If McLaren enjoyed a renaissance relative to last year, it was another disappointing start to the season for Ferrari. Clearly the F14T is not a challenger for race wins at this point, and yet again the Maranello outfit starts the season on the back foot, with a sub-standard race car which made two of the sport’s most experienced drivers look decidedly ordinary.
Fernando Alonso started fifth and finished fifth, apparently unable to mount much of an attack at any time, while Kimi Raikkonen turned 11th on the grid to eighth when the chequered flag dropped to end the race. For a team who have structured their driver line-up and hired some of the greatest minds in the sport with the sole objective to challenge for the titles, this was a poor start to that master plan.
Grand Prix 247 Man of the Match Award goes to Valtteri Bottas, who recovered after early on slamming the wall exiting Turn 10, which resulted in a cracked wheel rim and the tyre flying off. The Williams driver then drove slowly to the pits, changed rear wheel and proceeded to deliver a stirring drive on his way to sixth after rejoining the action in 16th. He received a boisterous ovation as he entered the Williams pit garage after the race.
Nico Hulkenberg at one stage was running as high up as fourth place, and mixing it comfortably with Alonso and the like. But the Force India VJM07 appeared to run out of steam and he eventually finished seventh, ahead of Raikkonen.
Toro Rosso will leave Melbourne pleased with their qualifying performance which saw both cars manage to make it through to Q3, and then 24 hours later both cars finishing in the points with Jean Eric Vergne and teenage rookie Daniil Kvyat finishing ninth and tenth respectively – another great debut on the day as the young Russian bagged a point in his first grand prix.
As expected neither Lotus finished, but at least Romain Grosjean and Pastor Maldonado managed to do some laps, any of which will be of value for the beleaguered outfit.
Marcus Ericsson endured a disappointing grand prix debut, retiring on lap 28 and bringing to an end a torrid weekend for Caterham, perhaps the only glimmer of hope being that the Swedish rookie ran as high as 12th early on in the race.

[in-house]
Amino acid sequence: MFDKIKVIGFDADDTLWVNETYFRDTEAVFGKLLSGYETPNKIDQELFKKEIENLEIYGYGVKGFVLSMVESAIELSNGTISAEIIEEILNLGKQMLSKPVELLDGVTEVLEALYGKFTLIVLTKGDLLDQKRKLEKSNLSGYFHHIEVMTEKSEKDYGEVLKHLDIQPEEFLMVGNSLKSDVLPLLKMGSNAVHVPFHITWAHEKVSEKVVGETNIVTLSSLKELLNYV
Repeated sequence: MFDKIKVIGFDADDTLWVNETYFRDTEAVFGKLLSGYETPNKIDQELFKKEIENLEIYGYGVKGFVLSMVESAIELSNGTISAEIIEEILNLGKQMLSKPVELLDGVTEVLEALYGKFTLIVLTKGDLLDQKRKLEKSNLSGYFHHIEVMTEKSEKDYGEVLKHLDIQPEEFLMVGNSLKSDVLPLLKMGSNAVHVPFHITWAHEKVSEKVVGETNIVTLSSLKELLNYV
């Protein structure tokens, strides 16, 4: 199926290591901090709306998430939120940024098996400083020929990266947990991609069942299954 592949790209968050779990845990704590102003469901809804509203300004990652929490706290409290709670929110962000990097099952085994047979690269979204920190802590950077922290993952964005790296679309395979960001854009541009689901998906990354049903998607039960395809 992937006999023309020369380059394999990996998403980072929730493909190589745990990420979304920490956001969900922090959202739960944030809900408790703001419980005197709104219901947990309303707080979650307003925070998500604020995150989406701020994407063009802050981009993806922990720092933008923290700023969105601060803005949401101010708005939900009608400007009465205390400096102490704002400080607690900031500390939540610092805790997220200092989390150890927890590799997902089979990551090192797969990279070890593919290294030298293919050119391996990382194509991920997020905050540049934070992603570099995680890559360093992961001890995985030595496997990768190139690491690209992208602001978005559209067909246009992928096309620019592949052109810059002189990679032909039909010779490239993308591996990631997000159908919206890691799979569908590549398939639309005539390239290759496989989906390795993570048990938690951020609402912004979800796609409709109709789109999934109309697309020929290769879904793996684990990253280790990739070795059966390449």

It was an equally forgettable day for Marussia, which badly before the race even got underway when both Jules Bianchi and Max Chilton stalled their cars on the grid and were forced to start from the pitlane. Chilton survived to finish 14th, while Bianchi finished eight laps behind the winner in 15th.
Force India newcomer Sergio Perez had an inconspicuous debut for his new team, finishing 11th but he was completely overshadowed by teammate Hulkenberg, while Adrian Sutil also had a low key debut for Sauber on his way to 12th place. Teammate Esteban Gutierrez was 13th.
Thus ends the tale of the first round of the 2014 Formula 1 World Championship, and the beginning of the sport’s brave new era. Our verdict? Could have been much worse, but the foundation has been laid for what is going to be a cracking season of Formula 1 racing. (GP247)
Subbed by AJN.
Australian Grand Prix, Race Result – Sunday, 16 March 2014
|2||3||Daniel Ricciardo||Red Bull Racing-Renault||57||+24.5 secs||2||18|
|3||20||Kevin Magnussen||McLaren-Mercedes||57||+26.7 secs||4||15|
|4||22||Jenson Button||McLaren-Mercedes||57||+30.0 secs||10||12|
|5||14||Fernando Alonso||Ferrari||57||+35.2 secs||5||10|
|6||77||Valtteri Bottas||Williams-Mercedes||57||+47.6 secs||15||8|
|7||27||Nico Hulkenberg||Force India-Mercedes||57||+50.7 secs||7||6|
|8||7||Kimi Räikkönen||Ferrari||57||+57.6 secs||11||4|
|9||25||Jean-Eric Vergne||STR-Renault||57||+60.4 secs||6||2|
|10||26||Daniil Kvyat||STR-Renault||57||+63.5 secs||8||1|
|11||11||Sergio Perez||Force India-Mercedes||57||+85.9 secs||16|
|12||99||Adrian Sutil||Sauber-Ferrari||56||+1 Lap||13|
|13||21||Esteban Gutierrez||Sauber-Ferrari||56||+1 Lap||20|
|14||4||Max Chilton||Marussia-Ferrari||55||+2 Laps||17|
|Ret||17||Jules Bianchi||Marussia-Ferrari||49||+8 Laps||18|
|Ret||8||Romain Grosjean||Lotus-Renault||43||+14 Laps||22|
|Ret||13||Pastor Maldonado||Lotus-Renault||29||+28 Laps||21|
|Ret||9||Marcus Ericsson||Caterham-Renault||27||+30 Laps||19|
|Ret||1||Sebastian Vettel||Red Bull Racing-Renault||3||+54 Laps||12|
Fastest Lap: Nico Rosberg 1:32.478
Note – Bottas qualified P10, drops 5 (gearbox change penalty); Gutierrez qualified P19, drops 5 (gearbox change penalty); Maldonado did not set Q3 time within 107%, started race at stewards’ discretion; Grosjean starts from pit lane (parc ferme changes)